After a few years of working as a machinist in Austria, Frank Stronach arrived in Canada in the early 1950s with a few hundred dollars in his pocket and built Magna into a company with revenue of $28.7 billion and net income of U$1.1 billion by 2011 — the year he stepped down as chairman.

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Stronachs settle family feud – CBC.ca

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A high-profile feud among members of the Stronach family has been settled.

Under a settlement announced by The Stronach Group, control of the family fortune is basically split between two factions.

Former politician and business executive Belinda Stronach will remain chairwoman and president of The Stronach Group, with full control of its horse racing, gaming, real estate and related assets.

Her Austrian-born parents, Frank and Elfriede Stronach, will assume full ownership and control of a stallion and breeding business, all farm operations in North America and all European assets.

The family fortune was founded by Frank Stronach, who built the global Magna automotive manufacturing business — where Belinda worked for a time before entering federal politics.

Father and daughter issued a joint statement saying they were glad their disagreements had been settled.

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Bank of Canada cuts benchmark mortgage rate for 3rd time in months – Global News

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House-hunting Canadians saw their buying power increase this week as the benchmark five-year mortgage rate reported by the Bank of Canada fell for the third time this year, easing a key stress test faced by borrowers.

The central bank said the rate fell to 4.79 per cent, after decreasing to 4.94 per cent in May and to 5.04 per cent in March.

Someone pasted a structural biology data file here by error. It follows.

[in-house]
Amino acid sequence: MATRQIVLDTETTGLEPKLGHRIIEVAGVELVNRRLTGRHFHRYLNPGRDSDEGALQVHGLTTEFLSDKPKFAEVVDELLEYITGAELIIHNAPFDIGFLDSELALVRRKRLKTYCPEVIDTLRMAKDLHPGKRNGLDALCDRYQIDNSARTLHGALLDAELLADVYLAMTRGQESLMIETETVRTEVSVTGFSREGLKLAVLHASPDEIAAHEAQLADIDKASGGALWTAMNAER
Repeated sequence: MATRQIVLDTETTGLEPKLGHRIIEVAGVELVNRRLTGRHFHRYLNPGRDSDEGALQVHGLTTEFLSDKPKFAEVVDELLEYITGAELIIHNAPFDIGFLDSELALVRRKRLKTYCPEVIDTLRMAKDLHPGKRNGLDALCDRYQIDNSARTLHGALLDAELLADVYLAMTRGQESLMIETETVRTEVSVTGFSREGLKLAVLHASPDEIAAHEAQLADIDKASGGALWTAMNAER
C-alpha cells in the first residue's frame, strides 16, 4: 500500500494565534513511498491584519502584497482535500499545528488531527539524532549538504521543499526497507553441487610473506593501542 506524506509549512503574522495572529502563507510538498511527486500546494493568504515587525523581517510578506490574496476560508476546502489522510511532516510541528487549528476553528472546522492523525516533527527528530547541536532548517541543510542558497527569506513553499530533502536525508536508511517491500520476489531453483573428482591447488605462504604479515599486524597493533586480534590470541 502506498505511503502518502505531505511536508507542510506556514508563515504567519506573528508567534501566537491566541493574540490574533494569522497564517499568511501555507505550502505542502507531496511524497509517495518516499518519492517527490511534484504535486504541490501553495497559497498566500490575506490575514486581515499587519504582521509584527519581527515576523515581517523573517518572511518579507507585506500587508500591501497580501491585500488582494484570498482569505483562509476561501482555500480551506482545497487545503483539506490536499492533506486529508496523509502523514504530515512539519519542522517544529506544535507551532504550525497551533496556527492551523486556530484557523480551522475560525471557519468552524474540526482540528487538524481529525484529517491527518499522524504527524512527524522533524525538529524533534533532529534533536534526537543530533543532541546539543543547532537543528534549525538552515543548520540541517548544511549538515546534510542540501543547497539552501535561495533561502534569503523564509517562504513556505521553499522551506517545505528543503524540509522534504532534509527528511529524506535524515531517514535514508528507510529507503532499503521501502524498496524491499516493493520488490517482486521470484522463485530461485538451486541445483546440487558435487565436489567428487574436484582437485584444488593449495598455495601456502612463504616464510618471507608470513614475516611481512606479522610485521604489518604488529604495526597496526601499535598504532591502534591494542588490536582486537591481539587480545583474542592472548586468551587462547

Read more:
Bank of Canada keeps key rate at 0.25%, sees 7.8% GDP drop this year

James Laird, the co-founder of Ratehub.ca and president of CanWise, said Thursday the lower rates will be a win for some.

“If you just barely couldn’t qualify (for a mortgage), you might now qualify for what you were looking for,” he said.

“It is a move that will allow you to qualify just a little more than you could before.”

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Mortgage rates have been falling in recent weeks.

While most borrowers do not pay anything close to the benchmark posted rate for a mortgage, the rate is used when assessing borrowers as part of a financial stress test.






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What you need to know before your deferring your mortgage payment


What you need to know before your deferring your mortgage payment

The check is meant to ensure homebuyers will be able to make their mortgage payments in the future if rates increase from the where they are today. The drop in the benchmark rate makes the test is easier.

According to Ratehub.ca’s mortgage affordability calculator, a family with an annual income of $100,000, a 10 per cent down payment and five-year fixed mortgage rate would have qualified for a home valued at $523,410 under the 4.94 per cent qualifying rate. Under the new rate, they can now afford $531,230.

Read more:
Coronavirus: What will happen to Canada’s housing market amid the pandemic?

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Laird said the rate drop was hardly a surprise because when underlying rates have been dropping, eventually posted rates catch up.

Though the decrease will help many, he categorized it as “not a major change.”

“Anyone was qualifying for a mortgage no problem, they are unaffected,” he said.

“Anyone who was not close to qualifying, they are also not affected.”

© 2020 The Canadian Press